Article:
Though we may set out to keep a car forever, not everyone will have the persistence — and luck — of Irv Gordon, a man who holds the world record for having driven his 1966 Volvo P1800 for nearly 3 million miles. You can, however, greatly extend the life of your vehicle, while simultaneously reducing the possibility of mechanical mishaps. The following five items are basic and can apply to any vehicle.
- Follow Your Vehicle’s Service Schedule: This may seem like a no-brainer, but there are still too many car owners out there who pay little or no attention to the vehicle maintenance schedule as laid out in the owner’s manual. “I follow the manufacturer’s maintenance schedule, not the dealer’s,” says Gordon. “They built the car, so they ought to know what’s best for the car.” Not following the maintenance schedule is particularly inexcusable in late-model cars that have oil life monitoring systems that automatically determine the best time for an oil change. Between the service indicator lights located in the gauge cluster of many new cars and the lengthy intervals between required service (up to 20,000 miles in some models), there’s no reason for skimping on proper maintenance.
- Check Fluids and Tire Pressure Regularly: Here’s a task that takes about 10 minutes. With a rag in hand and the engine cool, open the hood and pull out the oil dipstick. Wipe it clean, reinsert it and pull it out again for a quick check of your oil — the most important engine fluid. Check the radiator overflow reservoir level and the brake cylinder reservoir. Check the power steering fluid level and, while you’re at it, check the hoses and belts for any signs of wear or imminent failure. Give the air cleaner a look, too. Start the car and after it warms up, check the transmission fluid level. Finally, with the tires cool, use a pressure gauge to make sure each tire has the proper psi, as described in the owner’s manual or in the driver’s side door jamb. Ideally you should do these checks once a week, but in the real world, once a month would be acceptable — except for tire pressure, which really should be checked at least every other week.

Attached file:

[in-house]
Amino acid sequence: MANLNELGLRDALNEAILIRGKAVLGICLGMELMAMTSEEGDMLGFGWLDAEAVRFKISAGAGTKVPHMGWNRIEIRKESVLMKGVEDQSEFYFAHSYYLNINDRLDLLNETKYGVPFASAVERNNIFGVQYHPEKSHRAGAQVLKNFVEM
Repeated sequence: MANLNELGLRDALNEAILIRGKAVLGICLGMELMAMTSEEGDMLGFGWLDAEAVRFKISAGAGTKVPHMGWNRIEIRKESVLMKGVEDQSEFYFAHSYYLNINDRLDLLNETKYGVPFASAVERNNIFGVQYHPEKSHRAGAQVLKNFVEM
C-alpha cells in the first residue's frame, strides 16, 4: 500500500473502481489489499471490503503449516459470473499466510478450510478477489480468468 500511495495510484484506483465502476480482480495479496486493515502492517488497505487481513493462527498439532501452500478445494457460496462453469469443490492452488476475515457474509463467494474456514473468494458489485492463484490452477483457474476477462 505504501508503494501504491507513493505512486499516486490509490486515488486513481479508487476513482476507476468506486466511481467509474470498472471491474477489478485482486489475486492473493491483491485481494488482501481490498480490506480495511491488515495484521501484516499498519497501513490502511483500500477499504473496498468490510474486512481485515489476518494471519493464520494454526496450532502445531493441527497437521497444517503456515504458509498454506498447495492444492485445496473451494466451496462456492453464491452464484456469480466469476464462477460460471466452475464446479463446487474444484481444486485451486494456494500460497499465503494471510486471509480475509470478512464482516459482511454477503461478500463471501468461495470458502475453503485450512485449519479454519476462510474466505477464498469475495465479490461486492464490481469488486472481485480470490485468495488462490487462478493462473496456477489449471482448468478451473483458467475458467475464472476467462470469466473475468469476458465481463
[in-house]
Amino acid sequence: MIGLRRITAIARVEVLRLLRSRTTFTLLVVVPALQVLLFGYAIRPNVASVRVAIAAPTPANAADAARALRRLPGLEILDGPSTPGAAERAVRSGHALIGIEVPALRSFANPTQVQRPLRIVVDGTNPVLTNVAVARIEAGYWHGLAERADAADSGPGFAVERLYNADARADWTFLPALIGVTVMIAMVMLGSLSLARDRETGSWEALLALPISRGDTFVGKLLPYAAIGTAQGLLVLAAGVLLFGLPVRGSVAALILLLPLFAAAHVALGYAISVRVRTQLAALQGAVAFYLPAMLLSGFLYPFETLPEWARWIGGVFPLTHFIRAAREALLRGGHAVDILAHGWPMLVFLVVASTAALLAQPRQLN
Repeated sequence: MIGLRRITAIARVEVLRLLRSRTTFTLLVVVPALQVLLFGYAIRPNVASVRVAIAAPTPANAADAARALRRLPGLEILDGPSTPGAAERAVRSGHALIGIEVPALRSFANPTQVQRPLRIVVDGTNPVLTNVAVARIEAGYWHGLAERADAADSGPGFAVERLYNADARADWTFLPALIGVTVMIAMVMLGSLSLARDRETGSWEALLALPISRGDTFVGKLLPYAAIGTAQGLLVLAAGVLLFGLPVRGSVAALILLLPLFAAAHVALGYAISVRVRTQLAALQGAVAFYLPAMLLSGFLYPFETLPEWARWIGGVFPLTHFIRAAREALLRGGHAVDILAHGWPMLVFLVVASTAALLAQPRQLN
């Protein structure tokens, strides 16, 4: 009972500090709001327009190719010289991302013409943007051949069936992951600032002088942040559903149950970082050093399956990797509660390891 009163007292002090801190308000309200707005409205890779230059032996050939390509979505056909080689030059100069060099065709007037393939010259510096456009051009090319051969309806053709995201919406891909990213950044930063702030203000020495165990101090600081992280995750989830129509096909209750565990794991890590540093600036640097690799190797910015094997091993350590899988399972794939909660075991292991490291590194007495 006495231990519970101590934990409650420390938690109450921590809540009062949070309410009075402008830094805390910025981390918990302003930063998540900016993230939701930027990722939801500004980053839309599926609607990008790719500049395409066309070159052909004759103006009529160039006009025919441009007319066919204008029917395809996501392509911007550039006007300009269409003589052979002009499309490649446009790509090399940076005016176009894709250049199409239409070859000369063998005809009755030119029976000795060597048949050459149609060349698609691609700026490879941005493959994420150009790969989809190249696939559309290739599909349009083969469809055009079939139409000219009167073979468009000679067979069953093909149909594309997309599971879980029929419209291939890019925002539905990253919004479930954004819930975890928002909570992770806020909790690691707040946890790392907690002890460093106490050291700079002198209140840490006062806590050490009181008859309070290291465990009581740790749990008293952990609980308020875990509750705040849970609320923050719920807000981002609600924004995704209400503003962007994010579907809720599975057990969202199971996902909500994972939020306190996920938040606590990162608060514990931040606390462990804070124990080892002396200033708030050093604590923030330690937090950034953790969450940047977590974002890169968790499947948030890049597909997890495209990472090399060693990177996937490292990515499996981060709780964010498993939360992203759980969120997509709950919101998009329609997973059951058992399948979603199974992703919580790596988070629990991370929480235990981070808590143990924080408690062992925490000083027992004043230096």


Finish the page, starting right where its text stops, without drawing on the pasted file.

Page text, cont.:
- Go Easy During Start-up: You might have heard this from someone who fires up his car and immediately floors it: “It helps warm it up.” Wrong. A cold engine — meaning one that’s been sitting for more than five hours — will have little or no oil left on the moving parts. It’s all seeped down into the oil pan. It only takes a few seconds after start-up for the oil pump to adequately lubricate an engine. During those few seconds, you should keep engine rpm down to a minimum. Give the engine at least 30 seconds before popping it in gear and driving off. Give it a little more time if it has sat for more than 24 hours.
- Listen for Odd Noises: Turn off the radio once in a while and listen for any odd noises, both at idle and when under way. Here are a few examples: A clicking noise when you are driving could be a nail stuck in a tire. If it is time for new brakes, you might hear the loud squealing sound of the brake wear indicators. These go off when the car is driving and the brake pedal is not depressed. Similarly, if you hear a scraping or grinding noise while applying the brakes, it could mean that the brake pads are so low that metal to metal contact is already happening. If you cannot pinpoint the source of the noise, take the car to your mechanic to get a more informed opinion.
- Drive Calmly: Take it easy on the car when you drive it. The occasional full-throttle acceleration or panic stop isn’t going to hurt anything, but a constant Ricky Roadracer attitude will reduce your car’s road time and add to its downtime.
The same easy-does-it attitude applies to shifting gears, too. Make sure the car is completely stopped before shifting into reverse, and be sure you’re stopped before going back to a forward gear. That will avoid stress on the transmission components.
Don’t Panic Over Wear-and-Tear
These simple steps can be applied to just about any vehicle, and will help you take a proactive approach to maintaining your vehicle. But don’t be discouraged when things start to break down. Parts wear out on every car, even those with excellent reputations for reliability. In almost all cases, it is cheaper to fix your car than to replace it.
These are our five tips for keeping your car running forever, but what is Irv Gordon’s secret to reaching nearly 3 million miles? Drive the car like you love it. We couldn’t agree more.